///Youth Pastor at the Olympics: Be the Voice in the Room

Youth Pastor at the Olympics: Be the Voice in the Room

 

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I have been living in the Olympic Village for over two weeks now and it has definitely been one of the most unique experiences of my life.  If you are just beginning to read my posts let me catch you up.  My name is David Thompson and I played Team Handball for the United States National Team for over 11 years.  I have been able to travel all over the world and compete against some of the best athletes all while representing my country. Sport has always been a very important part of my life and sport has given me so much. I am also a youth pastor at a church in Birmingham, Alabama.  This summer I was selected by other US athletes to serve as a non-competing athlete for the Olympic games in Rio. My primary roles are to support, encourage and be an advocate for the US athletes as they prepare for their competition.  Since I was also an elite Team USA athlete, I know what the athletes are experiencing, needing and worried about.  My goal then is to help eliminate as many unneeded distractions as possible so that our Team USA athletes can just concentrate on doing their thing.  I have been given so much through sport and this role has given me a chance to give back.
 
For my 11 years as an athlete everything was just taken care of for me.  The flights were booked, the bus showed up to take us to practice and games, the food was prepared to our liking and our accommodations were made as comfortable as possible. I was set up for success by the “Team behind the Team”.  This “team” is a group of 20-30 USOC staff members who work for hours preparing for minutes.  They do their best to make the games what they believe it should be like.  But they also realize that they need my voice in the room.  Much like our churches, people in our congregations give their money, time and talents to God and the local church and many of our youth ministries benefit from those gifts.  They hire staff like you and me and we work for hours preparing for minutes in our lessons, retreats and Bible Studies.  So many of our churches really do want to provide a wonderful, healthy and strong youth ministry.  But we need their voice in the room.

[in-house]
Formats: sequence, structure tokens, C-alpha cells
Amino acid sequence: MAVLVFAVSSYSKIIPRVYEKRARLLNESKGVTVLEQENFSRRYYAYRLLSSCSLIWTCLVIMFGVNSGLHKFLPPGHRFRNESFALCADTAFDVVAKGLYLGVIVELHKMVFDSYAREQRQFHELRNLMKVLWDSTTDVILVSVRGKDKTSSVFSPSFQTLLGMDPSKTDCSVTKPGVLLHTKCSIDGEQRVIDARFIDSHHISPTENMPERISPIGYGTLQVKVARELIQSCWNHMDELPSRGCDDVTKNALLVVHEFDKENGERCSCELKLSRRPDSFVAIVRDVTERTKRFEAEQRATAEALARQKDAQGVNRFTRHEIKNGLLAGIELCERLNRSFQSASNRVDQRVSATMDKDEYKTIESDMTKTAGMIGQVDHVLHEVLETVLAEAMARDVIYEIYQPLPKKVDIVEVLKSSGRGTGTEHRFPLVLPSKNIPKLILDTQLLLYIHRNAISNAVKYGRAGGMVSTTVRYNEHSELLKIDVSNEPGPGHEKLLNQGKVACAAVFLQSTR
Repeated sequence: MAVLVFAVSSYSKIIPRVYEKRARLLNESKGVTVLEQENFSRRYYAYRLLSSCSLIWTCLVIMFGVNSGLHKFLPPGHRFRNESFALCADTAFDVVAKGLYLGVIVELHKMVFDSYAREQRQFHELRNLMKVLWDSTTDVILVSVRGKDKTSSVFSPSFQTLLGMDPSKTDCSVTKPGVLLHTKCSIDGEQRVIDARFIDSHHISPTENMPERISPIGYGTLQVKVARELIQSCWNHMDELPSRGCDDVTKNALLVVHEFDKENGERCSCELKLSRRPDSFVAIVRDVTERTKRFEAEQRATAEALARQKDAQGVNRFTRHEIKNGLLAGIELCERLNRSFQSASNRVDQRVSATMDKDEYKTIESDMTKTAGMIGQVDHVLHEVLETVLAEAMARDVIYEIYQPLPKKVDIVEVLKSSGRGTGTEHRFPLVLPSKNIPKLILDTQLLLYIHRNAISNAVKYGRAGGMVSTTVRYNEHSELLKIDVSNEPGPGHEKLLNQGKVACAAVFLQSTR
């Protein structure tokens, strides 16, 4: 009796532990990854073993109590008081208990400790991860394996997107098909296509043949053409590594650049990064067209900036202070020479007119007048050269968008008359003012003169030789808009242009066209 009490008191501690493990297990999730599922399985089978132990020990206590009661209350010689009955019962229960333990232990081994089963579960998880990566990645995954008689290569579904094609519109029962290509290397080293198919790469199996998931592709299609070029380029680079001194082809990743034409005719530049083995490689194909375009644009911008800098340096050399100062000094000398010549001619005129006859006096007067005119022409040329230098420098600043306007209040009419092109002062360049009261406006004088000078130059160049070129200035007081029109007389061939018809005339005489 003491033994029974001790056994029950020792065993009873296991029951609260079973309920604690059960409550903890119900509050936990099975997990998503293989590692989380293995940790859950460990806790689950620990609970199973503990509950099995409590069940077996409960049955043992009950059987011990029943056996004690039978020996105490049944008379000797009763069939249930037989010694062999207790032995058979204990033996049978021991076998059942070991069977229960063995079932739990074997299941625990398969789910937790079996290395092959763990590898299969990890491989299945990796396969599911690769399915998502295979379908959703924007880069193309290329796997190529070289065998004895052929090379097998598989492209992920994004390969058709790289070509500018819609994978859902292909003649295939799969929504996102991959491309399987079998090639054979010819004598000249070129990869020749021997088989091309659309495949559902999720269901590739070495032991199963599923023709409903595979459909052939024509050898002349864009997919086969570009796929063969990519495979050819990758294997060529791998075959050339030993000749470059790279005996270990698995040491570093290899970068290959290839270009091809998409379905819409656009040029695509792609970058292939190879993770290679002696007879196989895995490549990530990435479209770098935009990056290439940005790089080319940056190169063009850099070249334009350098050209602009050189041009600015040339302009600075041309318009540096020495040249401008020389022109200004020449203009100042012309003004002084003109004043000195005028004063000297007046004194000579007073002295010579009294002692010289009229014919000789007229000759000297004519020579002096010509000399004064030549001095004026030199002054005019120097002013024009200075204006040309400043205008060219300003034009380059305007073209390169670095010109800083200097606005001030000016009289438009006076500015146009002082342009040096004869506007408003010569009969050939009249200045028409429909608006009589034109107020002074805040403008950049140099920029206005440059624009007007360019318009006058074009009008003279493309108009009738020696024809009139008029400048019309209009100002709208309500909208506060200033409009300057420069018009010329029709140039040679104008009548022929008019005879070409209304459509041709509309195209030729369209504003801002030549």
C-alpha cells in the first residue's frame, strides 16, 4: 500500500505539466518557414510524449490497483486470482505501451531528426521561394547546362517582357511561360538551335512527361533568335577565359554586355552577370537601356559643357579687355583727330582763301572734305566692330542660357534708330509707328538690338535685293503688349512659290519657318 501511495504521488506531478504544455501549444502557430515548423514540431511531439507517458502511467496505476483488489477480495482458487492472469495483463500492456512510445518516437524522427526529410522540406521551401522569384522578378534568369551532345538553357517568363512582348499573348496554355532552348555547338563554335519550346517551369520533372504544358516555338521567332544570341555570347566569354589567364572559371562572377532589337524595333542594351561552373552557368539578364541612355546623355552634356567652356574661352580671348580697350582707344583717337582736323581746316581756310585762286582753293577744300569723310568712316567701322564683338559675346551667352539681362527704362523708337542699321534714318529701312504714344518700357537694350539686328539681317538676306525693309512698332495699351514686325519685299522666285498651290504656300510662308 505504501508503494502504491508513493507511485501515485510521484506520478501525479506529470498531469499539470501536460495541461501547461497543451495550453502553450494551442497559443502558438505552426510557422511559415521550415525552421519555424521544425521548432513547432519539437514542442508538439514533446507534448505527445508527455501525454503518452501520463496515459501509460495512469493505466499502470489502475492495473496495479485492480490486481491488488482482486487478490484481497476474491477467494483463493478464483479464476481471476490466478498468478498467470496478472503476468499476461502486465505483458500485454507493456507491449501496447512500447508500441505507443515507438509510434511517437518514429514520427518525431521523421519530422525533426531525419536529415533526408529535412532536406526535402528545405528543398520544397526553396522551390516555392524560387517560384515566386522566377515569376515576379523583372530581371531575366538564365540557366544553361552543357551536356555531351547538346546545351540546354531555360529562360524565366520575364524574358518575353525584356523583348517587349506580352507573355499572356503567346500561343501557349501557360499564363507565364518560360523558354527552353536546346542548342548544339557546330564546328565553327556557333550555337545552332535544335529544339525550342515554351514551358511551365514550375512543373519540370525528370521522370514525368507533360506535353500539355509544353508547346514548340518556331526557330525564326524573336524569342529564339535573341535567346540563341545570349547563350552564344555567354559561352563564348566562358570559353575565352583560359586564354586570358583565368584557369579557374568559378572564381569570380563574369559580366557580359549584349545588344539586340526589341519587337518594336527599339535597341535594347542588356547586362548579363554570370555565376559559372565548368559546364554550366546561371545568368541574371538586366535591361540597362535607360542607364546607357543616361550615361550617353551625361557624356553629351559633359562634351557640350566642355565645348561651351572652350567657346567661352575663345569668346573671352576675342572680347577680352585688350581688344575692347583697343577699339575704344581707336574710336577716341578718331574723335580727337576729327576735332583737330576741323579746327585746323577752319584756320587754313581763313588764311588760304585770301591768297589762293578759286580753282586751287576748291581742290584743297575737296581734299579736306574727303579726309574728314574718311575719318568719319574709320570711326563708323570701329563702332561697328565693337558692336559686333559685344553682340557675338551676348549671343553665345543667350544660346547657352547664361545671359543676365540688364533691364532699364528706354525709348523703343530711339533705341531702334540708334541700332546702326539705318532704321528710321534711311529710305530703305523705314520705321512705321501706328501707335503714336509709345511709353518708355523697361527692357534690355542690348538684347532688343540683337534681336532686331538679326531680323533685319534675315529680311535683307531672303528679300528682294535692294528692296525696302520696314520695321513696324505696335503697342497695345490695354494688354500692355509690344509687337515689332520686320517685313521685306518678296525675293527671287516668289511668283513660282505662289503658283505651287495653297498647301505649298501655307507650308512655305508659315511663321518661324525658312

You know what rooms I am talking about, right?  Not the church parlor.  I am talking about the room where decisions, big decisions are being made.  For months as the “Team behind the Team” prepared for the Olympic games, and now every evening during the games, I speak for the athletes in the important meetings.  The USOC believes (and I agree) that they need an athlete’s voice in the room to give perspective and even to push back against the system.  I think this same important point is vital in our churches and youth ministries.  Even if I think I know what is best for our students and assume I know what they want, it is so crucial to have their voice in the room.  So first have them in the room and second ask them what they think.  I think this principle holds true outside of our youth ministry meetings too. We have to fight to have our teens’ voices heard in the rooms where decisions are being made…big decisions. If they can’t be in a meeting then we need to be their voice in the room, doing our best to share a student’s perspective.
 
Tonight is Opening Ceremony! Things are getting real now and the feeling is electric in the village. I hope you are cheering on Team USA. Tomorrow I will post about the Opening Ceremony festivities.
 
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FYI Ricky Fowler (golfer) was hanging out in the lounge as I was typing this. Pretty stinkin’ cool.  I love the Olympics!
 
By | 2016-10-13T13:52:03+00:00 August 7th, 2016|Uncategorized|0 Comments

About the Author:

Josh Griffin is one of the leading voices in youth ministry with over 20 years experience in the trenches, most recently as the High School Pastor at Saddleback Church. He's the co-founder of DownloadYouthMinistry.com and been in 300+ episodes of the DYM Podcast with Doug Fields. He's created more than 50 youth ministry resources and authored several books including 99 Thoughts for Small Group Leaders. Josh and his wife Angela have 4 kids, which now includes 2 teenagers of their own! Contact Josh | Speaking Requests

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